Australia’s flag carrier has introduced four “flying art” liveries over its lifetime, and on March 2, 2018 is expected to receive its fifth – a new Boeing 787-9 Dreamliner featuring a design based off of 1991 painting Yam Dreaming by Indigenous artist, Emile Kame Kngwarreye.
The design features close to 5,000 individual dots and was installed with the help of a team of more than 60 graphic designers, engineers and painters at Boeing’s facility in Seattle. The Dreamliner will debut on international routes from late March onwards.
Unlike Qantas’s livery for a new aircraft, Virgin Atlantic unveiled a special livery for one of its older aircraft to celebrate its return. The Airbus A340-600 – also known as “Sleeping Beauty” – has a new 152×7-foot message exclaiming “a big Virgin Atlantic thank you” along the length of the fuselage as well as an upright version of the “Flying Lady” design first seen on the airline’s first B787 Dreamliner, “Birthday Girl”.
Due to issues with the Rolls Royce engines on some of the airline’s B787s, the A340 – which had been in storage in Tarbes, France since 2015 – has been brought out of retirement. The aircraft will be used during peak travel periods.
While Germany’s flag carrier has said that the response to its new livery has been “predominantly positive”, the airline has undeniably received some pushback from the public regarding the design.
Among the most notable changes to the design is the loss of the yellow emblem in favour of a white one. As of a fortnight ago, the new design had been applied to two aircraft – an A321 and a B747-8.
Canadian carrier Air Transat went back to its roots for its new livery, with the touches of grey being “a nod to Air Transat’s very first livery”, according to the airline. But that’s not the only change – the brand’s name now also appears on the side and underside of the fuselage.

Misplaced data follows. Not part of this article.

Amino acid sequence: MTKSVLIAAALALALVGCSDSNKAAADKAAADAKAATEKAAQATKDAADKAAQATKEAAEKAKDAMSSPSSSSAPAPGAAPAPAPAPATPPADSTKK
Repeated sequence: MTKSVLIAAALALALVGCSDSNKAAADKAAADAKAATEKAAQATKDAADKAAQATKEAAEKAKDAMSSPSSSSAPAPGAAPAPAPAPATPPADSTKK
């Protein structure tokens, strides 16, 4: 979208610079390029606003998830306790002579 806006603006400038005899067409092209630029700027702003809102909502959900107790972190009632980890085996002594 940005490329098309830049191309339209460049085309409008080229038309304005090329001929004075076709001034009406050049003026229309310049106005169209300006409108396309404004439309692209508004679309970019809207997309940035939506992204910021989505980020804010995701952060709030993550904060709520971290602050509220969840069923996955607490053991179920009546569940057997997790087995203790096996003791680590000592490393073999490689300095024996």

The first aircraft in the airline’s fleet to sport the revamped design was an A330, that debuted on the airline’s service to London Gatwick in November last year.
Taiwanese carrier China Airlines unveiled its first avian-themed A350 livery in October 2016, featuring the Syrmaticus Mikado bird that’s endemic to the island. Last August, however, the airline unveiled its second such design, also for the A350, this time featuring the Taiwan blue magpie.
Named “Urocissa Caerulea” after the bird’s Latin name, the livery first appeared on the A350 that took over the airline’s Vancouver service.
Fashion company Marimekko designed a special livery for Finnair’s 11th A350 aircraft featuring its Kivet design.
The two companies’ collaboration doesn’t end there – the aircraft also has Marimekko designs in the interior textiles and tableware of the A350.
All Nippon Airways
Japanese carrier All Nippon Airways (ANA) won’t take delivery of its first A380 superjumbo aircraft until early 2019, but that hasn’t stopped the airline from unveiling the distinctive livery that the aircraft will sport when it finally does enter service.
Set to be deployed on the airline’s services to Honolulu in Hawaii, the aircraft – which will be named “Flying Honu” – suitably features a sea turtle-inspired livery that was developed by a member of the public and chosen as part of an open competition that included some 2,000 submissions.